Searching over 5,500,000 cases.


searching
Buy This Entire Record For $7.95

Download the entire decision to receive the complete text, official citation,
docket number, dissents and concurrences, and footnotes for this case.

Learn more about what you receive with purchase of this case.

Guille v. Sweeney

United States District Court, D. Montana, Helena Division

November 7, 2018

ADRIAN GUILLE, Plaintiff,
v.
JOSH SWEENEY, SAMUEL SHORT, JASON TRUDEAU, GARRETT KENT, and DANIEL SEGOVIA, Defendants.

          ORDER

          Dana L. Christensen, Chief Judge

         Pending are Plaintiff Adrian Guille's Motion in Limine (Doc. 159), Motion for Reconsideration (Doc. 169), a document entitled "Plaintiffs Objections to the Use of Chief Judge Presiding over Trial, Pre-trial Proceedings Due to Conflict of Interest, Bias Against Plaintiff (Doc. 170) which has been construed as a motion to recuse, and two Motions for Writs of Habeas Corpus ad Testificandum (Docs. 171, 176). Defendants filed a response to Mr. Guille's motions for writs of habeas corpus ad testificandum but did not respond to the motion for reconsideration or the motion for recusal. Nevertheless, Mr. Guille's motions will be denied.

         I. Motion in Limine (Doc. 159)

         In his motion in limine, Mr. Guille seeks to exclude his prior institutional and criminal records from trial. (Doc. 159.) He argues this evidence would be irrelevant if the named Defendants were not aware of his prior record, that the probative value of this evidence is substantially outweighed by the danger of unfair prejudice, and that prior convictions are generally used only to impeach the credibility of a party or witness. (Docs. 159, 160.)

         "Although the Federal Rules of Evidence do not explicitly authorize in limine rulings, the practice has developed pursuant to the district court's inherent authority to manage the course of trials." Luce v. United States, 469 U.S. 38, 40 n. 2 (1984). But the Court "is almost always better situated during the actual trial to assess the value and utility of evidence." Wilkins v. Kmart Corp., 487 F.Supp.2d 1216, 1218 (D. Kan. 2007). The Sixth Circuit has explained that, "a better practice is to deal with questions of admissibility of evidence as they arise [in trial]" as opposed to ruling on a motion in limine. Sperberg v. Goodyear Tire & Rubber Co., 519 F.2d 708, 712 (6th Cir. 1975).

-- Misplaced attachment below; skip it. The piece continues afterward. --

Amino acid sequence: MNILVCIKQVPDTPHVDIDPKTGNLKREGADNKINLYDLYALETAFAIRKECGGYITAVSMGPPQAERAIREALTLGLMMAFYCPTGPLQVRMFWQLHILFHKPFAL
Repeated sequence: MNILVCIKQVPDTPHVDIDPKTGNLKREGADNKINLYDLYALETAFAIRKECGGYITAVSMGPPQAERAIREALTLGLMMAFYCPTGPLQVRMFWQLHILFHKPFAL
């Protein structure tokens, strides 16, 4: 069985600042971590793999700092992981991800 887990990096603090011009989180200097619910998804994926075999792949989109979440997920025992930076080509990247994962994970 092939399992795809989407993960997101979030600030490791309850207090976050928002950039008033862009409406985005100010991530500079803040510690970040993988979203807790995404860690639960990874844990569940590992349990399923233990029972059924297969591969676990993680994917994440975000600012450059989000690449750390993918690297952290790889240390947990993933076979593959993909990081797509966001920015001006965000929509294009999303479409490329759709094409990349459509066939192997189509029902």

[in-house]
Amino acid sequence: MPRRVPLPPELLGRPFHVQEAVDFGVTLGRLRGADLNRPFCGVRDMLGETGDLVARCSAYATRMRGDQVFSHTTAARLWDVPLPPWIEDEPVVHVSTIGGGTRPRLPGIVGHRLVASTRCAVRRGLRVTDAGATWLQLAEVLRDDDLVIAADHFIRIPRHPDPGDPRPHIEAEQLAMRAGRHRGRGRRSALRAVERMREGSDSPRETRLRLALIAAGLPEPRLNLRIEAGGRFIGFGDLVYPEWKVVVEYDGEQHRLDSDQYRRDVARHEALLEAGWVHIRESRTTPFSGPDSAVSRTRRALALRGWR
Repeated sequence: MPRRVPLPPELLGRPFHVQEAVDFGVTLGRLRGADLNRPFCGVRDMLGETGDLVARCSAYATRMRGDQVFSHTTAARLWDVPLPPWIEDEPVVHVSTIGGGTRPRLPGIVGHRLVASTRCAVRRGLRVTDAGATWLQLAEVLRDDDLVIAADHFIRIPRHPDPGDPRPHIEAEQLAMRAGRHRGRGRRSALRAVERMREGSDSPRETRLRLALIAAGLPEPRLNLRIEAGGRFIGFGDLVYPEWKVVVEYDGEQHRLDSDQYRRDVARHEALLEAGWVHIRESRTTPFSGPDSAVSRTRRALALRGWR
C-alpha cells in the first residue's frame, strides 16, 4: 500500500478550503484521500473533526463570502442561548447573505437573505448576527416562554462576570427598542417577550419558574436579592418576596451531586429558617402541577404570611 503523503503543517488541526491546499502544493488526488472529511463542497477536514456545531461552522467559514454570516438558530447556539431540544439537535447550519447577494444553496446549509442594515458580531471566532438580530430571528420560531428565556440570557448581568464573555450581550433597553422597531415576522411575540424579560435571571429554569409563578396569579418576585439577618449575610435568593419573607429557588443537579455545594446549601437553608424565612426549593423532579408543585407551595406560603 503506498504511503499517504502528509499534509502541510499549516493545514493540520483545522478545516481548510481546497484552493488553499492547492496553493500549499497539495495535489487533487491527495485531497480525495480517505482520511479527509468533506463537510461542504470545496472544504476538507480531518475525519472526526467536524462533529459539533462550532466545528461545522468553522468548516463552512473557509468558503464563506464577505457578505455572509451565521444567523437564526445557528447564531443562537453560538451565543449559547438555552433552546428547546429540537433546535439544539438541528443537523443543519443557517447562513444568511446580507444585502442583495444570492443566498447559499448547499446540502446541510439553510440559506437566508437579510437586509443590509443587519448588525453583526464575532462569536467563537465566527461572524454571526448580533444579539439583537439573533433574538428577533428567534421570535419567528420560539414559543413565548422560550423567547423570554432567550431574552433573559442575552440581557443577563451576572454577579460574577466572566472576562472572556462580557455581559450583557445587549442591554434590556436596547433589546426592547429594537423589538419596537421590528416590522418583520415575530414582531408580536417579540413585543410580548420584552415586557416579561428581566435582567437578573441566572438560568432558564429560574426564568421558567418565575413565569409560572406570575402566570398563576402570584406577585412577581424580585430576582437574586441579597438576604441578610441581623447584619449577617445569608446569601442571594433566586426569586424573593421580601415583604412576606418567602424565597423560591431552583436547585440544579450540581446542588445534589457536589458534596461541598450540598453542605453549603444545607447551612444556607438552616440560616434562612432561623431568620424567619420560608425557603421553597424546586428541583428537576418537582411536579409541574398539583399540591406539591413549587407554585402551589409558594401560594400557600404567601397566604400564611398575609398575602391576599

The Court will not make a general ruling regarding the admissibility Mr. Guille's institutional history and/or criminal history because there has been no indication what if any of this evidence Defendants intend to seek to introduce at trial. Any information Defendants were aware of on the date of the incident regarding Mr. Guille's criminal and institutional history may be relevant to Defendants' defenses in this case but the Court cannot make that determination in the abstract.

         The motion in limine will be denied without prejudice and subject to renewal at the Court's Final Pretrial Conference and at trial.

         II. Motion for Reconsideration (Doc. 169)

         Mr. Guille moves for reconsideration of the Court's June 18, 2018 Order granting the supervisory Defendants' Motion for Summary Judgment. (Doc. 169.) Local Rule 7.3 provides as follows:

(b) Form and Content of Motion for Leave. A motion for leave to file a motion for reconsideration may seek reconsideration only of an interlocutory order, must be limited to 2, 275 words or, for pro se litigants, seven pages, and must specify why it meets at least one of the following:
(1) (A) the facts or applicable law are materially different from the facts or applicable law that the parties presented to the court before entry of the order for which reconsideration is sought, and (B) despite the exercise of reasonable diligence, the party applying for reconsideration did not know such fact or law before entry of the order; or